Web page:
An Investigation of Control Among Parents of Selectively Mute, Anxious, and Non-Anxious Children

Department of Psychiatry & Behavioral Neurosciences, McMaster University, Hamilton, ON, Canada.
Child Psychiatry and Human Development (Impact Factor: 1.93). 12/2010; 42(3):270-90. DOI: 10.1007/s10578-010-0214-1
Source: PubMed


The authors examined parent–child interactions among three groups: selectively mute, anxious, and non-anxious children in different contexts. The relation between parental control (granting autonomy and high power remarks), child factors (i.e., age, anxiety, verbal participation), and parent anxiety was investigated. Parental control varied by context but parents of children with SM were more controlling than parents in the comparison groups in all contexts. Regression analyses indicated that child and parent anxiety predicted parental control, with increased anxiety associated with increased control. Older child age predicted less parent control. Group categorization moderated the relation between age and high power remarks, such that age was not a significant predictor for children with SM. Finally child-initiated speaking predicted high power remarks over and above other variables. These results support previous theories that parents take over for their children when they fail to meet performance demands, especially when the child or parent is anxious.

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    • "Third, we did not assess the socio-economic status of our participants with standardized scales or annual family income. Clinical groups often have less favorable economic resources than typically developing controls, and statistically significant differences or tendencies for those with lower economical levels have been demonstrated in previous studies with children with SM (Kristensen, 2000, 2001; Carbone et al., 2010; Cunningham et al., 2004; Edison et al., 2011; Nowakowski et al., 2009, 2011). Some prior studies controlled the income level as a possible confounder in their analyses. "
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    ABSTRACT: The present study investigated emotional and behavioral problems in children with selective mutism (SM) along with the psychological adjustment and parenting attitudes of their mothers and fathers. Participants included 26 children with SM (mean age=8.11±2.11 years), 32 healthy controls (mean age=8.18±2.55 years) and the parents of all children. Children with SM displayed higher problem scores than controls in a variety of emotional and behavioral parameters. They predominantly displayed internalizing problems, whereas aggressive and delinquent behavior was described among a subsample of the children. Significant differences existed between the SM and control groups only in paternal psychopathology, which included anxiety and depression. They did not differ with respect to maternal psychological distress or mother or father reported parental attitudes. Another important result of the present study was that the severity of emotional and behavioral problems of children with SM was correlated with maternal psychopathology but not paternal psychopathology.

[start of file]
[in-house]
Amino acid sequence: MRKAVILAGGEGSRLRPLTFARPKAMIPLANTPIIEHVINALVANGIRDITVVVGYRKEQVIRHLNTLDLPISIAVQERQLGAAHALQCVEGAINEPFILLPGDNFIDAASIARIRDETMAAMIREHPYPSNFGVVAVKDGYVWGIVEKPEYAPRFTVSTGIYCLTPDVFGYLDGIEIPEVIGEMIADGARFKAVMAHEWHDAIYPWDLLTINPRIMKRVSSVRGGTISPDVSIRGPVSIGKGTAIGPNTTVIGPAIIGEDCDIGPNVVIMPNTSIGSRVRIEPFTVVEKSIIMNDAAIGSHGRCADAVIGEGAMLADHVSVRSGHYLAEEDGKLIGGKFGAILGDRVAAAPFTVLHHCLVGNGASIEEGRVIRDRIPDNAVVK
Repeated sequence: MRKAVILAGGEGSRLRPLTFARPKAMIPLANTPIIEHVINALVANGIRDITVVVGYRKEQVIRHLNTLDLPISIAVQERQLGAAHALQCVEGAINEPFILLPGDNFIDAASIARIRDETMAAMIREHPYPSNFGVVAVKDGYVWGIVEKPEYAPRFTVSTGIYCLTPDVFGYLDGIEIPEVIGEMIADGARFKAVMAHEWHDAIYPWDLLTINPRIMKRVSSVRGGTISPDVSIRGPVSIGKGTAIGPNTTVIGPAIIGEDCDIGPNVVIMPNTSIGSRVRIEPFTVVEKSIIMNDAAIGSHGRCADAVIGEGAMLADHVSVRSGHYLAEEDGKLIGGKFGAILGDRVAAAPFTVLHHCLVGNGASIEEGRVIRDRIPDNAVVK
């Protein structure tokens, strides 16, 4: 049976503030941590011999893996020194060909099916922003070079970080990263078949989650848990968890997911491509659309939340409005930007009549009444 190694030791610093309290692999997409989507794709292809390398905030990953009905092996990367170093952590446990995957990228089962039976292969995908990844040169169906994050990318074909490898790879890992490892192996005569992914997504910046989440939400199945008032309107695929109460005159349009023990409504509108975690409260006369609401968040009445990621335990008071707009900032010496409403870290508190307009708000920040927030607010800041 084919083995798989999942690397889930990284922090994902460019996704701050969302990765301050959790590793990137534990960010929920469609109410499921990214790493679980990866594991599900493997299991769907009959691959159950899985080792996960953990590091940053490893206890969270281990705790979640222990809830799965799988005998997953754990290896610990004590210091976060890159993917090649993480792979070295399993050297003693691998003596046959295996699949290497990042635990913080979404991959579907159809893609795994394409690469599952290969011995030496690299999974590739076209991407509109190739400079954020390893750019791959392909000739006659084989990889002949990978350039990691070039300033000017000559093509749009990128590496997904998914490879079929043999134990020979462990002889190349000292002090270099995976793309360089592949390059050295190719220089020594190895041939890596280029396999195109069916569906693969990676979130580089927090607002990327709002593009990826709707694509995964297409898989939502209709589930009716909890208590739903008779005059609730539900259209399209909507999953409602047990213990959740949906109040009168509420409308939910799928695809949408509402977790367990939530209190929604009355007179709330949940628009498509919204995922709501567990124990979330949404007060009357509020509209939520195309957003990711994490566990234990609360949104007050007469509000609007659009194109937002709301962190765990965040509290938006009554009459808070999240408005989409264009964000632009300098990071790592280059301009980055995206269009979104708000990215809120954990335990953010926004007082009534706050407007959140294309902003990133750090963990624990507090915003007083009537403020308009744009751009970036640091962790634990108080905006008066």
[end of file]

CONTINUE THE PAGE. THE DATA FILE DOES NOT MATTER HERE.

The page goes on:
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    ABSTRACT: It is now widely accepted that anxiety disorders run in families, and current etiological models have proposed both genetic and environmental pathways to anxiety development. In this paper, the familial role in the development, treatment, and prevention of anxiety disorders in children is reviewed. We focus on three anxiety disorders in youth, namely, generalized, separation, and social anxiety as they often co-occur both at the symptom and disorder level and respond to similar treatments. We begin by presenting an overview of a broad range of family factors associated with anxiety disorders. Findings from these studies have informed intervention and prevention strategies that are discussed next. Throughout the paper we shed light on the challenges that plague this research and look toward the future by proposing directions for much needed study and discussing factors that may improve clinical practice and outcomes for affected youth and their families.
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    ABSTRACT: Social phobia (SOP) and selective mutism (SM) are related anxiety disorders characterized by distress and dysfunction in social situations. SOP typically onsets in adolescence and affects about 8% of the general population, whereas SM onsets before age 5 and is prevalent in up to 2% of youth. Prognosis includes a chronic course that confers risk for other disorders or ongoing social disability, but more favorable outcomes may be associated with young age and low symptom severity. SOP treatments are relatively more established, whereas dissemination of promising and innovative SM-treatment strategies is needed.
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